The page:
“I came here as a thing. I go back as a human being.”
– Frederick Douglass, Bristol 1847
From St. Paul’s to Clifton, via the Seven Stars, the Cathedral, City Hall and more, abolitionist Frederick Douglass is retracing the steps of his 1846–47 campaign trail.
Born into slavery in 1818, 11 years after the slave trade was outlawed in the U.K. but nearly 50 years before slavery itself was abolished in the U.S., Douglass bravely escaped and gained his freedom aged just 20. Having learned to read by stealth when a slave, he went on to agitate by any means necessary, stirring up support for the antislavery movement with his charismatic orations and raising funds for this work during his tours of Europe. It was these tours that brought him to Bristol.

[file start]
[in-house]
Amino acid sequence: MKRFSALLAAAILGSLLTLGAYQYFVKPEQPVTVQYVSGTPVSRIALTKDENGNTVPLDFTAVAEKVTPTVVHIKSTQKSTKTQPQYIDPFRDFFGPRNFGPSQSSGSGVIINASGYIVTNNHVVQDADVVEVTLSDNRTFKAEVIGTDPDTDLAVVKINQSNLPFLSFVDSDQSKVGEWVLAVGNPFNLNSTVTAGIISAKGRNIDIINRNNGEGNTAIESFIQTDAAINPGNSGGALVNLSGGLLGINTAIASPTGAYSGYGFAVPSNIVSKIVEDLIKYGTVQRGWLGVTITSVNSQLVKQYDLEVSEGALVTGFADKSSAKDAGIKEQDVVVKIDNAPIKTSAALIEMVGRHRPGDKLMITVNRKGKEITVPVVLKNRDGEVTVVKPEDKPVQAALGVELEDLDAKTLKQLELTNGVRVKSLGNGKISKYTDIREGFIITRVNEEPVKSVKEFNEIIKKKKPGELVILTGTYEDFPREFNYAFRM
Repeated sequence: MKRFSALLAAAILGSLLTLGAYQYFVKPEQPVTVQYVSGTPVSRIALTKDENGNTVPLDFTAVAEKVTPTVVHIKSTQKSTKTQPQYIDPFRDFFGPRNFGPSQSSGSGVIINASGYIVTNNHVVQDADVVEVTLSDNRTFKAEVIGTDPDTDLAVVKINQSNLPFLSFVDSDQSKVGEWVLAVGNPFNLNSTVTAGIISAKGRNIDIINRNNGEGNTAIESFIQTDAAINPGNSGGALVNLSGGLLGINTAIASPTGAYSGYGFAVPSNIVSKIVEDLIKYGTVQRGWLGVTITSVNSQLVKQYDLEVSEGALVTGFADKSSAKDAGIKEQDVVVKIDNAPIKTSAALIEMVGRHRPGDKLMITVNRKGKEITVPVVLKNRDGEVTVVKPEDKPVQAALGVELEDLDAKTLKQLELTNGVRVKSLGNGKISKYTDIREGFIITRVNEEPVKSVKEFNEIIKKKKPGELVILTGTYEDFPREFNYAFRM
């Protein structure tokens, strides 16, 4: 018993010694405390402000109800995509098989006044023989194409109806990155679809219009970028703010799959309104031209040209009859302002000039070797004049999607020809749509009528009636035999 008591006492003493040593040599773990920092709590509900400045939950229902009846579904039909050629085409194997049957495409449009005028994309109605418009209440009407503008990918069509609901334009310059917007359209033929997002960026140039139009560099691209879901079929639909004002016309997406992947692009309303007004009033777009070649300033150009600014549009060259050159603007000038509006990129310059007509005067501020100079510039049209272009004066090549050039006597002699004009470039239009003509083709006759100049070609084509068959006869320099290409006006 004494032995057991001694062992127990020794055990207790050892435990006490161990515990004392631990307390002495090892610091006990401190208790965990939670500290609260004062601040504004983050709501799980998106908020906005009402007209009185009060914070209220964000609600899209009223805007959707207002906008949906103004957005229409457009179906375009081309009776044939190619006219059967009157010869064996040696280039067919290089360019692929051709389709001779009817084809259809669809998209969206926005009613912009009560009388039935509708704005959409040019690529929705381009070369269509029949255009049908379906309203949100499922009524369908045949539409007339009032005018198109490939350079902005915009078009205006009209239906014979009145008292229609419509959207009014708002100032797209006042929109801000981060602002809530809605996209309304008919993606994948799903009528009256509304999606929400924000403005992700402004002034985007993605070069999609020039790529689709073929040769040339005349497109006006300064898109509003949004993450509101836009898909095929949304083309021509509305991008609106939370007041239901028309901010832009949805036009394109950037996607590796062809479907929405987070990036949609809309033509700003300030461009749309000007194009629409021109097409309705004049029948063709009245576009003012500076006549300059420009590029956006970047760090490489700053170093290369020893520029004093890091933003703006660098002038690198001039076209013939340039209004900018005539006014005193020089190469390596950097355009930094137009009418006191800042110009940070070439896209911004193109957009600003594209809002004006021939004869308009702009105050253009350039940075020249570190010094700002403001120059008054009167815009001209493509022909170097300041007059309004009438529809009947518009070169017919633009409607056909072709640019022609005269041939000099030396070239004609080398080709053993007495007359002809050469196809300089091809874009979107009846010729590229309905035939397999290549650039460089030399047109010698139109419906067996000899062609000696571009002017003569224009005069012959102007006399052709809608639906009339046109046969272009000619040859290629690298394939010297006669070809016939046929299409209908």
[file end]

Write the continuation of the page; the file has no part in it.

Today, icons of film, theatre, politics and religion will celebrate his bicentenary, marching the streets of Bristol to deliver extracts from his rousing speeches on abolition, suffrage, equality and more, interwoven with contemporary references – his words as pertinent now as they were then.
The unquiet ghost of Frederick Douglass, forward-thinking political reformer and powerful agent of change, is alive in the city, and urging us to ask the question: who are our unsung heroes of change today?
During the course of the day, the spirit of Frederick Douglass will appear in the persons of:
Kwame Kwei-Armah Artistic Director of the Young Vic
Vanessa Kissule Bristol City Poet
Danny Sapani Actor (Misfits, The Crown, Black Panther)
Rose Hudson-Wilkin Chaplain to the Queen
Marvin Rees Mayor of Bristol
Carleen Anderson Singer-songwriter